Presidents' Day, originally known as Washington's Birthday, falls on the third Monday of February. This year Presidents' Day falls on February 15, 2010.
fficially, the holiday is still recognized by the U.S. government as “Washington’s Birthday.” It says so on the government website’s list of official holidays.
The site says:
Washington’s Birthday is a federal holiday observed the third Monday of February to honor George Washington, the first President of the United States. This date is commonly called Presidents’ Day and many groups honor the legacy of past presidents on this date.
Here’s a brief history of the day:
--Feb. 22, Washington’s actual birthday, became a U.S. government holiday in 1885.
--In the early 1950s, there was a movement led by a coalition of travel organizaitons to create three-day weekends by moving the celebration of some holidays to Mondays.
One of the suggestions was to create a Presidents’ Day between Washington’s and Lincoln’s Feb. 12 birthday. Lincoln’s was a holiday in some states but was never made a federal holiday though it was a holiday in some states. A few states tried the new arrangement but it was not universally adopted across the country. Also in the early 1950s, there was a proposal to make March 4--the original presidential inauguration day--a day to honor all presidents.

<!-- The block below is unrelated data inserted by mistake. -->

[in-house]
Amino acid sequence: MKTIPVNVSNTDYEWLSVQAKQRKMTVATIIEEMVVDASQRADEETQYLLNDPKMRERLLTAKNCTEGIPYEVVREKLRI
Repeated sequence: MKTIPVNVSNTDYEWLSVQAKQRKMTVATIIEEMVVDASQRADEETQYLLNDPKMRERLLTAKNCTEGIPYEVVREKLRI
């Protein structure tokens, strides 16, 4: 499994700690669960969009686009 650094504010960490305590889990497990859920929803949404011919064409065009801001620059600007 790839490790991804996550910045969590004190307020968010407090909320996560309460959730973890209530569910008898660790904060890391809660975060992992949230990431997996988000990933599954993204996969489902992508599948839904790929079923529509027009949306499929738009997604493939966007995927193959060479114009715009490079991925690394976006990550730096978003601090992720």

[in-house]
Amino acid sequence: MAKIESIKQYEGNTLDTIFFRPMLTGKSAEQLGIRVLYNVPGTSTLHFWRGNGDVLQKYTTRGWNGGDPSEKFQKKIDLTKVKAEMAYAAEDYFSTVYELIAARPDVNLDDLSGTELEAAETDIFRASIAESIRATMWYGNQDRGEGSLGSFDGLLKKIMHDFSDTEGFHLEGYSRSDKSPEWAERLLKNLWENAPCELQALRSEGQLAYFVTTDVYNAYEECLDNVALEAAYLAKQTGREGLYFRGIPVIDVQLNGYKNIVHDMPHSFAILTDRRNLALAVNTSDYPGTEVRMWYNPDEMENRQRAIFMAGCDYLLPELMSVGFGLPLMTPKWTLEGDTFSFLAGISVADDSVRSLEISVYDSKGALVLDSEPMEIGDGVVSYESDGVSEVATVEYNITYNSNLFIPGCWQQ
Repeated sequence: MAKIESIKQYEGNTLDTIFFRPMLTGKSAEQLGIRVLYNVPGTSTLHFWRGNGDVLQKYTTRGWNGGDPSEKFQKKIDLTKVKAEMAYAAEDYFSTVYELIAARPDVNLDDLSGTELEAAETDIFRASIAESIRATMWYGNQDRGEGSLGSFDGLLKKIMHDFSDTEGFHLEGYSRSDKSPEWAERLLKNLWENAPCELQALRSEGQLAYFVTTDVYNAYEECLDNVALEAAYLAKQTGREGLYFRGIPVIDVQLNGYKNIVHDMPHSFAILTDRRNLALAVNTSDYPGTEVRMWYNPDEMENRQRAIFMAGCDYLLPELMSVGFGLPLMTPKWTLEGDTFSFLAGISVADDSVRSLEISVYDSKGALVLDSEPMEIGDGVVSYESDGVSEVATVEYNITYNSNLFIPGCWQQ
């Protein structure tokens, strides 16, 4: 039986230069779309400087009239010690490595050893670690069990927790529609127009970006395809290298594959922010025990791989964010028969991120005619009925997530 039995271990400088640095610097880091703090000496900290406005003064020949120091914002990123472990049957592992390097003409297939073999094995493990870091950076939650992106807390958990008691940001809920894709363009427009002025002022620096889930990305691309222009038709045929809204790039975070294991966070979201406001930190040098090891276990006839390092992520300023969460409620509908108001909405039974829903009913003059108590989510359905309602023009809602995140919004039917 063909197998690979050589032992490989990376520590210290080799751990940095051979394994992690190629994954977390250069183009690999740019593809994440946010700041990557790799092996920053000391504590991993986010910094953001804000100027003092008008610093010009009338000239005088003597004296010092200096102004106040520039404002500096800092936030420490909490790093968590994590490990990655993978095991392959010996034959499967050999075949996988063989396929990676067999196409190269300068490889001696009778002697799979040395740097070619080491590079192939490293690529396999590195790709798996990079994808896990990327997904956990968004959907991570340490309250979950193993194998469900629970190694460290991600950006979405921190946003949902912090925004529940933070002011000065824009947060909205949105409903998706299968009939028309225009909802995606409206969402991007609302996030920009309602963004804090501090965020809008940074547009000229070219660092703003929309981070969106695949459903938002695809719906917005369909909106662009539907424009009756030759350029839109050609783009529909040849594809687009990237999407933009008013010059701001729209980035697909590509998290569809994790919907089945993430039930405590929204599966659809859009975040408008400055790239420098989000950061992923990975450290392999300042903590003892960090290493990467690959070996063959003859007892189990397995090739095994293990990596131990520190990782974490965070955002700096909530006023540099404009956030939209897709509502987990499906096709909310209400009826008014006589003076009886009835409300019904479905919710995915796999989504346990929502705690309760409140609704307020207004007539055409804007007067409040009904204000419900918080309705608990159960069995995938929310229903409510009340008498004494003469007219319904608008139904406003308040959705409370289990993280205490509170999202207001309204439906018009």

--In 1971, some holidays moved to Mondays under a U.S. law that created three-day weekends for federal employees. States, however, were not required to honor them.
Today, there is no unanimous name for this holiday, always on the third Monday in February, be--and, in fact, even when it is called Presidents’ Day, sometimes the apostrophe is missing and sometimes it is between the last two letters. (2010 The Washington Post Company)